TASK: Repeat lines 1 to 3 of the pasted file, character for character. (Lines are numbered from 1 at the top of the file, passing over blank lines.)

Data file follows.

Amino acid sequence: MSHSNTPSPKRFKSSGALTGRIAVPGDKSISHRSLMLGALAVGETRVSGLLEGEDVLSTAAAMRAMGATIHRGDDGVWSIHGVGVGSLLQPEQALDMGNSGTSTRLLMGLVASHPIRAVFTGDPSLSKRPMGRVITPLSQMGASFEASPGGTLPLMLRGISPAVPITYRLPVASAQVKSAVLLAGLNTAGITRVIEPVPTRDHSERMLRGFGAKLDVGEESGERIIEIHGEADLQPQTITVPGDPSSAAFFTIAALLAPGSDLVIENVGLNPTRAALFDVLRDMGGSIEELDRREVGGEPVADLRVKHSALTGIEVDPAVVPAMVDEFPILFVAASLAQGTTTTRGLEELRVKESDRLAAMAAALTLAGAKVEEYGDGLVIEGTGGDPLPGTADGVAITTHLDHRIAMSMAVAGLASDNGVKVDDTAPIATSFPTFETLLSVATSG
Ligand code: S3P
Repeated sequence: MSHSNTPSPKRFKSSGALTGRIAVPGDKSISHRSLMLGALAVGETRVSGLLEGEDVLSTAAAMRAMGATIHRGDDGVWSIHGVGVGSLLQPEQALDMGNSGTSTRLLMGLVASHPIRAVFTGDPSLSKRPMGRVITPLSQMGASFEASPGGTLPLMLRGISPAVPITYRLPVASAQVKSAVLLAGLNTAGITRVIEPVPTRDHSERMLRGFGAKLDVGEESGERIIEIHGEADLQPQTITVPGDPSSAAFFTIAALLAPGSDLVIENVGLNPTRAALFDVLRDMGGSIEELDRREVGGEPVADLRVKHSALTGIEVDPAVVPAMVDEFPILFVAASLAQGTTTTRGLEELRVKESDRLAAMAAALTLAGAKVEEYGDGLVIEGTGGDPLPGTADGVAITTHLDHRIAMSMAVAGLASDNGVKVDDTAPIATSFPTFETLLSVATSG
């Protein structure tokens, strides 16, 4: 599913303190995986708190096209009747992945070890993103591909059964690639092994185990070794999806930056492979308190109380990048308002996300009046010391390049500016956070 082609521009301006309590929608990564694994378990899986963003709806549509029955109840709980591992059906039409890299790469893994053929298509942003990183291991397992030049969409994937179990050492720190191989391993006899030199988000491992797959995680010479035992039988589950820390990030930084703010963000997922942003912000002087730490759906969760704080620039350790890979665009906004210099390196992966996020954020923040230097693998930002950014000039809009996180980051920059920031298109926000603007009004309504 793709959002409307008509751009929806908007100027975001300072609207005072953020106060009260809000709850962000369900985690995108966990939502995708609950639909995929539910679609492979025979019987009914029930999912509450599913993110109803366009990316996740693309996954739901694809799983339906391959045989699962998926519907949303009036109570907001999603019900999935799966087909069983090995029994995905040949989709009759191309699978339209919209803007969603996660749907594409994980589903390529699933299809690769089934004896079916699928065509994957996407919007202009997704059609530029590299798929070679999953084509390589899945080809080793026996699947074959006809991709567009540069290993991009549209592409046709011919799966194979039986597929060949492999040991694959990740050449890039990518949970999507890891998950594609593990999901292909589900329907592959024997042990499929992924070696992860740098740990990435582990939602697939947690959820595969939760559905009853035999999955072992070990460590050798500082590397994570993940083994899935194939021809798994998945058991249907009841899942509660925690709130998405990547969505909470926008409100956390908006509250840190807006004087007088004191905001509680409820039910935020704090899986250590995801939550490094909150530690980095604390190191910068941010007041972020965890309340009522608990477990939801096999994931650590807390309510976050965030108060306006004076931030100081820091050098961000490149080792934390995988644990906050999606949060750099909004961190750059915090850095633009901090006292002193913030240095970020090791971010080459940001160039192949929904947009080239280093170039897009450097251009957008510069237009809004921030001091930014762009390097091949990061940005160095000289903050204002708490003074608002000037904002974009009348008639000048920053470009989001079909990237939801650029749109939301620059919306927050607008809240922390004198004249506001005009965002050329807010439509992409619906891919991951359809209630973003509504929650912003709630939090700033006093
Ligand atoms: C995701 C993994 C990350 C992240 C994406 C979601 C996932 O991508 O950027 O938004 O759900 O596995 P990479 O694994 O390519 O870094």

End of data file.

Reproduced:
Amino acid sequence: MSHSNTPSPKRFKSSGALTGRIAVPGDKSISHRSLMLGALAVGETRVSGLLEGEDVLSTAAAMRAMGATIHRGDDGVWSIHGVGVGSLLQPEQALDMGNSGTSTRLLMGLVASHPIRAVFTGDPSLSKRPMGRVITPLSQMGASFEASPGGTLPLMLRGISPAVPITYRLPVASAQVKSAVLLAGLNTAGITRVIEPVPTRDHSERMLRGFGAKLDVGEESGERIIEIHGEADLQPQTITVPGDPSSAAFFTIAALLAPGSDLVIENVGLNPTRAALFDVLRDMGGSIEELDRREVGGEPVADLRVKHSALTGIEVDPAVVPAMVDEFPILFVAASLAQGTTTTRGLEELRVKESDRLAAMAAALTLAGAKVEEYGDGLVIEGTGGDPLPGTADGVAITTHLDHRIAMSMAVAGLASDNGVKVDDTAPIATSFPTFETLLSVATSG
Ligand code: S3P
Repeated sequence: MSHSNTPSPKRFKSSGALTGRIAVPGDKSISHRSLMLGALAVGETRVSGLLEGEDVLSTAAAMRAMGATIHRGDDGVWSIHGVGVGSLLQPEQALDMGNSGTSTRLLMGLVASHPIRAVFTGDPSLSKRPMGRVITPLSQMGASFEASPGGTLPLMLRGISPAVPITYRLPVASAQVKSAVLLAGLNTAGITRVIEPVPTRDHSERMLRGFGAKLDVGEESGERIIEIHGEADLQPQTITVPGDPSSAAFFTIAALLAPGSDLVIENVGLNPTRAALFDVLRDMGGSIEELDRREVGGEPVADLRVKHSALTGIEVDPAVVPAMVDEFPILFVAASLAQGTTTTRGLEELRVKESDRLAAMAAALTLAGAKVEEYGDGLVIEGTGGDPLPGTADGVAITTHLDHRIAMSMAVAGLASDNGVKVDDTAPIATSFPTFETLLSVATSG